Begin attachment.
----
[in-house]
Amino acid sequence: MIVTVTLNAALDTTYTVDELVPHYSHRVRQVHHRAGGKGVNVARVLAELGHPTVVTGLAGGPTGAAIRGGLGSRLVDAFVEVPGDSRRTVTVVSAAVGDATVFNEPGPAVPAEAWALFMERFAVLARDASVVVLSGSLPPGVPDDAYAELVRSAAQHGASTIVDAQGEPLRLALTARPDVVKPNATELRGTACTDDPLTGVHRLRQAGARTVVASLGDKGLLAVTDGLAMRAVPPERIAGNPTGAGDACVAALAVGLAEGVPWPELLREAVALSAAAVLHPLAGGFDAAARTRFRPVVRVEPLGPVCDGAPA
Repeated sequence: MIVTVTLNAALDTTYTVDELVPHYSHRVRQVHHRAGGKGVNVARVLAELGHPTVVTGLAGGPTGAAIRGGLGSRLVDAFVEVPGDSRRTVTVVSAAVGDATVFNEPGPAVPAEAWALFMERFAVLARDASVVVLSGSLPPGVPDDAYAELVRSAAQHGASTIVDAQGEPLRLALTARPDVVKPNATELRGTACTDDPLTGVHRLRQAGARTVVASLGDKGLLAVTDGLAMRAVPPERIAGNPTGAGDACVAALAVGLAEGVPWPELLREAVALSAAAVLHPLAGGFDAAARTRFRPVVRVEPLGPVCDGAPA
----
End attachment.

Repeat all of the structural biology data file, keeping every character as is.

[in-house]
Amino acid sequence: MIVTVTLNAALDTTYTVDELVPHYSHRVRQVHHRAGGKGVNVARVLAELGHPTVVTGLAGGPTGAAIRGGLGSRLVDAFVEVPGDSRRTVTVVSAAVGDATVFNEPGPAVPAEAWALFMERFAVLARDASVVVLSGSLPPGVPDDAYAELVRSAAQHGASTIVDAQGEPLRLALTARPDVVKPNATELRGTACTDDPLTGVHRLRQAGARTVVASLGDKGLLAVTDGLAMRAVPPERIAGNPTGAGDACVAALAVGLAEGVPWPELLREAVALSAAAVLHPLAGGFDAAARTRFRPVVRVEPLGPVCDGAPA
Repeated sequence: MIVTVTLNAALDTTYTVDELVPHYSHRVRQVHHRAGGKGVNVARVLAELGHPTVVTGLAGGPTGAAIRGGLGSRLVDAFVEVPGDSRRTVTVVSAAVGDATVFNEPGPAVPAEAWALFMERFAVLARDASVVVLSGSLPPGVPDDAYAELVRSAAQHGASTIVDAQGEPLRLALTARPDVVKPNATELRGTACTDDPLTGVHRLRQAGARTVVASLGDKGLLAVTDGLAMRAVPPERIAGNPTGAGDACVAALAVGLAEGVPWPELLREAVALSAAAVLHPLAGGFDAAARTRFRPVVRVEPLGPVCDGAPA